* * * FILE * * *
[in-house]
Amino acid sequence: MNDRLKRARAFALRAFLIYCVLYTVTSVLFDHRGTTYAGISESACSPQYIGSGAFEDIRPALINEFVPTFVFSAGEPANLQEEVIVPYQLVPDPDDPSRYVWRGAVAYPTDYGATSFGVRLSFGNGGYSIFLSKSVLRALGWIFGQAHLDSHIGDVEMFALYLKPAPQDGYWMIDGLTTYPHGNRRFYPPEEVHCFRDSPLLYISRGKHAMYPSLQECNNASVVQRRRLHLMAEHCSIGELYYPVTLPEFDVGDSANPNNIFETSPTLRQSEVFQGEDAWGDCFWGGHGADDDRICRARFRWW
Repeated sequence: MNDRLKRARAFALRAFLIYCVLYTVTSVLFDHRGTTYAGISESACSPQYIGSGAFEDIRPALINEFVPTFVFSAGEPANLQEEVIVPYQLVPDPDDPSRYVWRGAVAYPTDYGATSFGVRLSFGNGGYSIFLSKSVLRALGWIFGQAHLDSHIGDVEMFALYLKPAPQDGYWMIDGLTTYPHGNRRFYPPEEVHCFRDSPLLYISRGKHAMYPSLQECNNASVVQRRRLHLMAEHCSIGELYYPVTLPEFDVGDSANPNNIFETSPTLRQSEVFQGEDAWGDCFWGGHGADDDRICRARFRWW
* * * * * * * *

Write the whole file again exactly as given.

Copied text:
[in-house]
Amino acid sequence: MNDRLKRARAFALRAFLIYCVLYTVTSVLFDHRGTTYAGISESACSPQYIGSGAFEDIRPALINEFVPTFVFSAGEPANLQEEVIVPYQLVPDPDDPSRYVWRGAVAYPTDYGATSFGVRLSFGNGGYSIFLSKSVLRALGWIFGQAHLDSHIGDVEMFALYLKPAPQDGYWMIDGLTTYPHGNRRFYPPEEVHCFRDSPLLYISRGKHAMYPSLQECNNASVVQRRRLHLMAEHCSIGELYYPVTLPEFDVGDSANPNNIFETSPTLRQSEVFQGEDAWGDCFWGGHGADDDRICRARFRWW
Repeated sequence: MNDRLKRARAFALRAFLIYCVLYTVTSVLFDHRGTTYAGISESACSPQYIGSGAFEDIRPALINEFVPTFVFSAGEPANLQEEVIVPYQLVPDPDDPSRYVWRGAVAYPTDYGATSFGVRLSFGNGGYSIFLSKSVLRALGWIFGQAHLDSHIGDVEMFALYLKPAPQDGYWMIDGLTTYPHGNRRFYPPEEVHCFRDSPLLYISRGKHAMYPSLQECNNASVVQRRRLHLMAEHCSIGELYYPVTLPEFDVGDSANPNNIFETSPTLRQSEVFQGEDAWGDCFWGGHGADDDRICRARFRWW